Feeds

User group calls for anti-virus early warning alerts

Vendors don't seem very happy

  • alert
  • submit to reddit

Next gen security for virtualised datacentres

Virus Bulletin A grassroots organisation representing the interests of corporate users has received a frosty welcome from the anti-virus community.

Avien.org, which was represented by IT admins from Boeing, Ford and KPMG during a keynote presentation at Virus Bulletin yesterday, generated mutterings of discontent by stating that its early warning alerts picked up the spread of dangerous viruses three hours before vendors.

Together Avien represents firms with three million PCs, so it carries a lot of clout.

Avien provides a forum for end users to share experiences, product issues and, most importantly, early warnings (EWS) alerts on possible viruses.

On the face of it Avien's wish list for anti-virus products that work in the real world, an end to vendor-squabbling and specific product improvements on management and automatic detection (among others) seem eminently reasonable. In most sub-sectors of the IT industry their requests would be closely listened to, and likely heeded.

But this is the anti-virus market, where the vendors know best and customer requirements (according to members of Avien we talked to) can sometimes be secondary.

Questions from anti-virus vendors showed they were uncomfortable with welcoming Avien into the community, which an industry delegate we spoke to freely admitted was "closed" and "Masonic".

No AV vendors are allowed to become members (though a handful subscribe to the early warning alerts). This decision generated some plaintive questions, even though wider vendor membership would (at the least) stymie debate.

A representative from Symari, which specialises in scanning messaging systems for viruses, said that the custom for vendors is to issue alerts only when product fixes are in place.

Avien members argue that this is an outdated view because even limited information on email-borne worms would allow firms to carry out filtering operations, an approach applied with success by Avien members hours before updates to detect the Nimda worm were available. ®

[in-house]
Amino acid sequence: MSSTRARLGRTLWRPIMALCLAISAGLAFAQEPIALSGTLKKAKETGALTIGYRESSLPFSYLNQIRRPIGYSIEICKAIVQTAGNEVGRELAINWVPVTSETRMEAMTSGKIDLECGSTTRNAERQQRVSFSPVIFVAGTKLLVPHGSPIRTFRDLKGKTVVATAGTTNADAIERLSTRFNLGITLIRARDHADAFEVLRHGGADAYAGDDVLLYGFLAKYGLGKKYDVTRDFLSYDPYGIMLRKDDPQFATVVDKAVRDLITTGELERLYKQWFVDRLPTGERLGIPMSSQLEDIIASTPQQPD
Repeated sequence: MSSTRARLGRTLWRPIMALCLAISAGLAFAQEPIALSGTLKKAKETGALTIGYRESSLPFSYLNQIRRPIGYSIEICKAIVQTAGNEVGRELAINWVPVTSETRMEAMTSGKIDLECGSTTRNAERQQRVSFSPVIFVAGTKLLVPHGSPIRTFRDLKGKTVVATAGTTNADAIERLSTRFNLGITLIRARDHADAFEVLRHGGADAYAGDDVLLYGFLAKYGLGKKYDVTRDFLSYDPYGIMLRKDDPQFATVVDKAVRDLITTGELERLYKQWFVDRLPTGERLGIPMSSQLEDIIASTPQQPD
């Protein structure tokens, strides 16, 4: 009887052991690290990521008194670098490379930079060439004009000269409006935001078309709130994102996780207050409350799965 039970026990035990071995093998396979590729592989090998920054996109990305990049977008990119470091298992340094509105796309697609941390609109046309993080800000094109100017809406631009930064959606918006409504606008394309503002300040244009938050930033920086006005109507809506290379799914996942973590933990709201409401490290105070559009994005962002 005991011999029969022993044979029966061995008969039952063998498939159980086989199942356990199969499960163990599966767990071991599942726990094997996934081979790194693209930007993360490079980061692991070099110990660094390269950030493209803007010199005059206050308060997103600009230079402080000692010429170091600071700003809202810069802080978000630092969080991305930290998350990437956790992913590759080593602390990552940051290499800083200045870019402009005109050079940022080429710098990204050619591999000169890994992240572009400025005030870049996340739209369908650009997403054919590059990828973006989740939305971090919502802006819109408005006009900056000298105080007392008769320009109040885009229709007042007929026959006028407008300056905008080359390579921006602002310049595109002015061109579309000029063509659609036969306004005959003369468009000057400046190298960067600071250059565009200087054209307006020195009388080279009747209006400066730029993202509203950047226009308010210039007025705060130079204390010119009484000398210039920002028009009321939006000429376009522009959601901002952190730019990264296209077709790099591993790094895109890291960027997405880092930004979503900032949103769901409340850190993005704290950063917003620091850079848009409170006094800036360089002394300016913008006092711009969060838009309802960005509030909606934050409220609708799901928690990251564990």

The essential guide to IT transformation

More from The Register

next story
Goog says patch⁵⁰ your Chrome
64-bit browser loads cat vids FIFTEEN PERCENT faster!
Chinese hackers spied on investigators of Flight MH370 - report
Classified data on flight's disappearance pinched
NIST to sysadmins: clean up your SSH mess
Too many keys, too badly managed
Scratched PC-dispatch patch patched, hatched in batch rematch
Windows security update fixed after triggering blue screens (and screams) of death
Researchers camouflage haxxor traps with fake application traffic
Honeypots sweetened to resemble actual workloads, complete with 'secure' logins
Attack flogged through shiny-clicky social media buttons
66,000 users popped by malicious Flash fudging add-on
prev story

Whitepapers

Top 10 endpoint backup mistakes
Avoid the ten endpoint backup mistakes to ensure that your critical corporate data is protected and end user productivity is improved.
Implementing global e-invoicing with guaranteed legal certainty
Explaining the role local tax compliance plays in successful supply chain management and e-business and how leading global brands are addressing this.
Backing up distributed data
Eliminating the redundant use of bandwidth and storage capacity and application consolidation in the modern data center.
The essential guide to IT transformation
ServiceNow discusses three IT transformations that can help CIOs automate IT services to transform IT and the enterprise
Next gen security for virtualised datacentres
Legacy security solutions are inefficient due to the architectural differences between physical and virtual environments.